The good news: I work for a district that made this process completely transparent. As painful as this is, it’s not a surprise. And I’m not alone. Several people will be taking huge hits. And unfortunately those hits will affect those of us who spend several extra hours a week and time with our students on weekends more than it hits those who show up for work and check out at quitting time. Unfortunately, those of us going the extra mile had the salary stipends that could be looked at. The state government has to balance the budget, and they’ve chosen to do so on the backs of public servants and the children of the State of Texas. The district has to make budget. End of story. Our budget committee was made up of people from all areas of our district, not just the supers and admin. They studied every area possible to find the cuts, and they did what had to be done. I appreciate the people who gave their time to serve on this committee. Hopefully, their hard work won’t go unappreciated.
What bothers me is how so many people in the public are reacting to the cuts. So many people are saying hurtful, horrible things about teachers right now, and it breaks my heart.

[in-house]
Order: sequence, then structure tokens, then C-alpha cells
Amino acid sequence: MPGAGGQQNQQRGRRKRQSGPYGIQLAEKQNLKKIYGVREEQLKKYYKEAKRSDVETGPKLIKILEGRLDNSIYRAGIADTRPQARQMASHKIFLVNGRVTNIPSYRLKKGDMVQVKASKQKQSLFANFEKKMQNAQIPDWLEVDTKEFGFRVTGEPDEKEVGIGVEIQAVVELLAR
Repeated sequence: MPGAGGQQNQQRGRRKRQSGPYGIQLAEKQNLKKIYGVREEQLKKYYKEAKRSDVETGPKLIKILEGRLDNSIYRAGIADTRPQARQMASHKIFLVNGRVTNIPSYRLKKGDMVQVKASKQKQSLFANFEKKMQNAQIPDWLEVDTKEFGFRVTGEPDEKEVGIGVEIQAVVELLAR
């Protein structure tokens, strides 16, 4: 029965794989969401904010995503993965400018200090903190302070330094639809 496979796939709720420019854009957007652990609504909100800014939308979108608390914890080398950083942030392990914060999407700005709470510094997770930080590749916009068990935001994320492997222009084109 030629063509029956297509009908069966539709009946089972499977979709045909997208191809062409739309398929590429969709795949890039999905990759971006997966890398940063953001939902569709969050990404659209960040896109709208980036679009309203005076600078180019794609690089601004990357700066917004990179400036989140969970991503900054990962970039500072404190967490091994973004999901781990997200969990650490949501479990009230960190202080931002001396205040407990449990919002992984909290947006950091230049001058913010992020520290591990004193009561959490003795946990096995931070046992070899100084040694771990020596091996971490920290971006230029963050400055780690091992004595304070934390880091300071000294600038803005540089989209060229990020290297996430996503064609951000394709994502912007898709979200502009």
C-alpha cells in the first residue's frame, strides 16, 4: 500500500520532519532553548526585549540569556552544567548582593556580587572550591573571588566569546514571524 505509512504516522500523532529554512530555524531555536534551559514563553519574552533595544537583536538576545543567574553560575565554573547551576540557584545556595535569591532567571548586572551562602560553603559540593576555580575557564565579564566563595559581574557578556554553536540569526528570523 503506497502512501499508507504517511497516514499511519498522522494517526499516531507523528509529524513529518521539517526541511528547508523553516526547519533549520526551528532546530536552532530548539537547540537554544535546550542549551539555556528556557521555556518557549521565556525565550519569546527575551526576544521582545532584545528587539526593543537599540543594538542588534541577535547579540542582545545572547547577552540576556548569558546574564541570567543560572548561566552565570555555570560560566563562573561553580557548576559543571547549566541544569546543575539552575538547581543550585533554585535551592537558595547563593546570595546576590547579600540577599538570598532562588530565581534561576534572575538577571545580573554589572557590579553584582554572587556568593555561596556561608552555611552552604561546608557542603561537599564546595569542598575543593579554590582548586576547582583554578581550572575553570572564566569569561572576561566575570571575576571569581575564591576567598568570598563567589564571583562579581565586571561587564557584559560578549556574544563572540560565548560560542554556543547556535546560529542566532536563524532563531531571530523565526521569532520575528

We give our lives to our jobs. You won’t find us on long business lunches with glasses of wine and margaritas or at the gym for 4:00 a fitness class before running home to get dinner together for our families. At night we spend time with our families when we can, but almost always, we’re working on grading papers, giving quality feedback, or doing lesson plans at the same time.
Yes, public education spending has increased in the last decade. But society expects astronomically more from us than they did a decade ago. Are there areas of waste? Sure. Schools are bureaucracies. Waste abounds in bureaucracies. Are there bad teachers out there. Yes. But finding them isn’t as easy as non-educators seem to think. And it costs money to get them out of the classroom.
Today at lunch a friend said she knows a single teacher with two children who qualifies for federal assistance. That makes no sense.